Sudán del Sur: se ha declarado el estado de hambruna en el país. En la actualidad, 4,9 millones de personas - el 42% de la población – necesitan ayuda alimentaria de urgencia. La guerra civil, que estalló en 2013 y ha provocado el desplazamiento de millones de personas, es la principal causa de esta dramática situación.
Somalia: el país se enfrenta a una grave sequía en un contexto de conflicto armado persistente y de difícil acceso a los servicios básicos, provocando un alarmante deterioro de la situación alimentaria y nutricional de la población. Actualmente hay 363.000 niños y niñas que sufren de desnutrición y cerca de 6,2 millones de personas -el 50% de la población- que necesitan asistencia humanitaria. Unas circunstancian que recuerdan a la hambruna que en 2011 acabó con la vida de cerca de 250 000 personas.
Yemen: después de dos años el conflicto ha empeorado la situación humanitaria en este país, que ya era el país más pobre de la península Arábiga. La situación continúa deteriorándose y 14,1 millones de yemeníes viven en situación de inseguridad alimentaria en la actualidad.
"Estas graves crisis alimentarias son causadas por el hombre y no producto de una fatalidad. Es por eso que desde Acción contra el Hambre llamamos a la movilización para proporcionar una respuesta urgente y adecuada para cubrir las necesidades más básicas de la personas afectadas", recuerda Olivier Longué, director general de Acción contra el Hambre. La organización pide también el fin de los conflictos y el respeto del derecho internacional humanitario para que las personas tengan acceso a los servicios básicos.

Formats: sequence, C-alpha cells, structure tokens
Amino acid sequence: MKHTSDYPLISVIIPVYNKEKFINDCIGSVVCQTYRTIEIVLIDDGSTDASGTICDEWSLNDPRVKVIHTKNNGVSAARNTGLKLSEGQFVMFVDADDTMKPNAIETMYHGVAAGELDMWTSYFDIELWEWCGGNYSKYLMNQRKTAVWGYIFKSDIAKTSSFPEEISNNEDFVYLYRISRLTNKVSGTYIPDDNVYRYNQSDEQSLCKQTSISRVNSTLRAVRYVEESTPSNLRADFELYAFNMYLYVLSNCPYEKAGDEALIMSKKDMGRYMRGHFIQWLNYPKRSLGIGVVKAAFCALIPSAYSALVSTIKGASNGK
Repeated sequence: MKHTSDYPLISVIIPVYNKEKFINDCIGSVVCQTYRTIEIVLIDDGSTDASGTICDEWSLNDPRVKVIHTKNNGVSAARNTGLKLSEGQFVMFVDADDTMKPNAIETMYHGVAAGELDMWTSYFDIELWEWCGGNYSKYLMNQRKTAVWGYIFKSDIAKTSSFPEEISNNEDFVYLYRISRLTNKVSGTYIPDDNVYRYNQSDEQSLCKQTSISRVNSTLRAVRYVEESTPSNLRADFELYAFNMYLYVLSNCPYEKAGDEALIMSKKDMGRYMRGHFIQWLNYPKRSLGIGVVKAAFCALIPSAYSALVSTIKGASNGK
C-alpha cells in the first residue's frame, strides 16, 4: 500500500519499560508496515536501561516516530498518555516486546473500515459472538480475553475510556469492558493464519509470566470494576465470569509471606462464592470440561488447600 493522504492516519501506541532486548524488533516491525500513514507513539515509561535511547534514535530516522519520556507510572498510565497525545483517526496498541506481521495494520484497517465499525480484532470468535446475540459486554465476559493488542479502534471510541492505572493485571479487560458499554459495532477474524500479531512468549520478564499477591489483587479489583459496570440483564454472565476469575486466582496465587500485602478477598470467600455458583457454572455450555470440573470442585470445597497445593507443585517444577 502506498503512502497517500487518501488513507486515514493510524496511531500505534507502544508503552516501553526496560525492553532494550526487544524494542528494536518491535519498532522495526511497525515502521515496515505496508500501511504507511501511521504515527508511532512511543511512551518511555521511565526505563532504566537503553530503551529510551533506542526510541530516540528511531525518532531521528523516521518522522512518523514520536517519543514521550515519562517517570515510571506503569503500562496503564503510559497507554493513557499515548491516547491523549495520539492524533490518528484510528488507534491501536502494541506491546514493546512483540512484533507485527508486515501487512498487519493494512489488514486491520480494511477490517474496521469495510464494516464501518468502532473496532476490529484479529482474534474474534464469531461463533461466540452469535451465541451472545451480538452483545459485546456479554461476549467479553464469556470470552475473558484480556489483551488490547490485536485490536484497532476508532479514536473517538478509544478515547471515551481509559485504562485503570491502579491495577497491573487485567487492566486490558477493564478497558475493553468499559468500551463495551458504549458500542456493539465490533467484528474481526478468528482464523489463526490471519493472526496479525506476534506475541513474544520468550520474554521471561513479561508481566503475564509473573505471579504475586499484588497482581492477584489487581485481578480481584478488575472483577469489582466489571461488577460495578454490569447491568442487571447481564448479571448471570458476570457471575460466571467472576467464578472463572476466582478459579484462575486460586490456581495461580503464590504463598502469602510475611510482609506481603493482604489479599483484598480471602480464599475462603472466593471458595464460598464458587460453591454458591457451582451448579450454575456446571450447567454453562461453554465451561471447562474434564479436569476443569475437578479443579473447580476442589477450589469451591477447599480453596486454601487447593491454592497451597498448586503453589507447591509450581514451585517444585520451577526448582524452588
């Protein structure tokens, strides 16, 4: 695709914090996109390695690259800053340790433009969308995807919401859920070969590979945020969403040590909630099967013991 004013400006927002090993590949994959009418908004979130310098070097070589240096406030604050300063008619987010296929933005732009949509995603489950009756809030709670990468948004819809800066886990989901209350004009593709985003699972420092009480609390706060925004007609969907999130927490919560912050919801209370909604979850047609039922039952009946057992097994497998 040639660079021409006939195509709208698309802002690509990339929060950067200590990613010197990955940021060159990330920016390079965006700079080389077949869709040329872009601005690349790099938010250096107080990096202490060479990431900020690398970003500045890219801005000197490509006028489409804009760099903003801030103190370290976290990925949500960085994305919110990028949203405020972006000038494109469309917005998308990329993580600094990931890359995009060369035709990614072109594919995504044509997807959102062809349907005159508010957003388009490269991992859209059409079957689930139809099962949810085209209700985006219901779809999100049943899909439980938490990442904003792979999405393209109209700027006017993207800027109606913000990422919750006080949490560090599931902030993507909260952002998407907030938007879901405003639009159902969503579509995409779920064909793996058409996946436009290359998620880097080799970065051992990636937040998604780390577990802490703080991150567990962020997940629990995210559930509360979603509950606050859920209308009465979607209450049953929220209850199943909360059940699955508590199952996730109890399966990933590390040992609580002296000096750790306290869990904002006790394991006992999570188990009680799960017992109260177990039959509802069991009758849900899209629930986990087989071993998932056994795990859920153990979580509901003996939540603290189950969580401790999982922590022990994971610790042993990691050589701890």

A pesar de los riesgos por falta de seguridad, equipos de Acción contra el Hambre se han movilizado para desplegar una respuesta humanitaria de emergencia. El diagnóstico y tratamiento de la desnutrición entre los niños menores de 5 años sigue siendo la mayor prioridad y se articula desde un enfoque multisectorial: atención primaria de salud para los niños y las mujeres embarazadas y lactantes, intervenciones de agua, saneamiento e higiene para garantizar el acceso a agua segura, las transferencias monetarias para satisfacer las necesidades alimentarias de estas poblaciones y el apoyo psicosocial.
Acción contra el Hambre es una organización humanitaria internacional que lucha contra las causas y los efectos del hambre. Salvamos la vida de niños y niñas desnutridos. Garantizamos acceso a agua segura, alimentos, formación y cuidados básicos de salud. Trabajamos también para liberar niños, mujeres y hombres de la amenaza del hambre.
Más información y entrevistas con portavoces:
Departamento de Comunicación Acción contra el Hambre España